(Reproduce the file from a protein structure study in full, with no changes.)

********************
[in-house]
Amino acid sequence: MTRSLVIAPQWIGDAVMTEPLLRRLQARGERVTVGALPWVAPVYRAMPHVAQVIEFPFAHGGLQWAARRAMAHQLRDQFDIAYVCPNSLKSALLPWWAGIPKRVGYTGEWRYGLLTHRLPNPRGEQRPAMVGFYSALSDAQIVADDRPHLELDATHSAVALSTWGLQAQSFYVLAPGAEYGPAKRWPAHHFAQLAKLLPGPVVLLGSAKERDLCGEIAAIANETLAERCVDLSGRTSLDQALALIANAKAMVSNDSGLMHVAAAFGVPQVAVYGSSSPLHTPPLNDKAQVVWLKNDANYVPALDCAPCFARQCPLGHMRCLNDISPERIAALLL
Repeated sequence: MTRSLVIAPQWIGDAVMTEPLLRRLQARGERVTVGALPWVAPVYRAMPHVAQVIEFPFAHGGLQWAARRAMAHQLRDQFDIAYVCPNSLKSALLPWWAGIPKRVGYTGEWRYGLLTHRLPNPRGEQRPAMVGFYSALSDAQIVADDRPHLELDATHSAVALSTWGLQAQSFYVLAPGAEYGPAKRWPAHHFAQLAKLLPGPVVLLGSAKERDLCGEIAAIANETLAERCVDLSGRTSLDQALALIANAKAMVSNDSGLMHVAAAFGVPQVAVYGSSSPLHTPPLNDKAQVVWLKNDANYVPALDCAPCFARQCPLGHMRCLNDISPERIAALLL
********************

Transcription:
[in-house]
Amino acid sequence: MTRSLVIAPQWIGDAVMTEPLLRRLQARGERVTVGALPWVAPVYRAMPHVAQVIEFPFAHGGLQWAARRAMAHQLRDQFDIAYVCPNSLKSALLPWWAGIPKRVGYTGEWRYGLLTHRLPNPRGEQRPAMVGFYSALSDAQIVADDRPHLELDATHSAVALSTWGLQAQSFYVLAPGAEYGPAKRWPAHHFAQLAKLLPGPVVLLGSAKERDLCGEIAAIANETLAERCVDLSGRTSLDQALALIANAKAMVSNDSGLMHVAAAFGVPQVAVYGSSSPLHTPPLNDKAQVVWLKNDANYVPALDCAPCFARQCPLGHMRCLNDISPERIAALLL
Repeated sequence: MTRSLVIAPQWIGDAVMTEPLLRRLQARGERVTVGALPWVAPVYRAMPHVAQVIEFPFAHGGLQWAARRAMAHQLRDQFDIAYVCPNSLKSALLPWWAGIPKRVGYTGEWRYGLLTHRLPNPRGEQRPAMVGFYSALSDAQIVADDRPHLELDATHSAVALSTWGLQAQSFYVLAPGAEYGPAKRWPAHHFAQLAKLLPGPVVLLGSAKERDLCGEIAAIANETLAERCVDLSGRTSLDQALALIANAKAMVSNDSGLMHVAAAFGVPQVAVYGSSSPLHTPPLNDKAQVVWLKNDANYVPALDCAPCFARQCPLGHMRCLNDISPERIAALLL